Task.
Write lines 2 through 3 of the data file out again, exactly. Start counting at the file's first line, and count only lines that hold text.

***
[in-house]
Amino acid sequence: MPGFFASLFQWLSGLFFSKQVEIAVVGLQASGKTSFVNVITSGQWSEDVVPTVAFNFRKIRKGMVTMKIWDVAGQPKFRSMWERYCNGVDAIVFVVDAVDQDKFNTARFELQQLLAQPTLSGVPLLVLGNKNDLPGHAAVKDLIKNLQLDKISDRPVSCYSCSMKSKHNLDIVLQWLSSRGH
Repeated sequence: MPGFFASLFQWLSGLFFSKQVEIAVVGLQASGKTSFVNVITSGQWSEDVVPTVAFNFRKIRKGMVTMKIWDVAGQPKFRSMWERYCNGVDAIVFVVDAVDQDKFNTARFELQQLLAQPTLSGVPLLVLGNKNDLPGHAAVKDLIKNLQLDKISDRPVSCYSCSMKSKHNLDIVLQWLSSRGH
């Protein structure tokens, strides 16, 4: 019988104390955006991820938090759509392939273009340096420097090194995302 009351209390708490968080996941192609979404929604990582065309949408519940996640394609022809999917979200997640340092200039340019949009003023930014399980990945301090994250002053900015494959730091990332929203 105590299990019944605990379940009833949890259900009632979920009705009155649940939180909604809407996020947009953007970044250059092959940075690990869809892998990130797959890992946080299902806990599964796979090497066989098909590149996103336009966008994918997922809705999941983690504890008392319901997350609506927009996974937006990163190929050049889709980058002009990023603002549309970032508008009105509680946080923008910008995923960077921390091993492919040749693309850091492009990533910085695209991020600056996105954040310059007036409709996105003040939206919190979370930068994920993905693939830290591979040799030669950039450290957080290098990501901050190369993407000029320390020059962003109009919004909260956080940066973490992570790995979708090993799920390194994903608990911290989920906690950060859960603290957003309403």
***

Amino acid sequence: MPGFFASLFQWLSGLFFSKQVEIAVVGLQASGKTSFVNVITSGQWSEDVVPTVAFNFRKIRKGMVTMKIWDVAGQPKFRSMWERYCNGVDAIVFVVDAVDQDKFNTARFELQQLLAQPTLSGVPLLVLGNKNDLPGHAAVKDLIKNLQLDKISDRPVSCYSCSMKSKHNLDIVLQWLSSRGH
Repeated sequence: MPGFFASLFQWLSGLFFSKQVEIAVVGLQASGKTSFVNVITSGQWSEDVVPTVAFNFRKIRKGMVTMKIWDVAGQPKFRSMWERYCNGVDAIVFVVDAVDQDKFNTARFELQQLLAQPTLSGVPLLVLGNKNDLPGHAAVKDLIKNLQLDKISDRPVSCYSCSMKSKHNLDIVLQWLSSRGH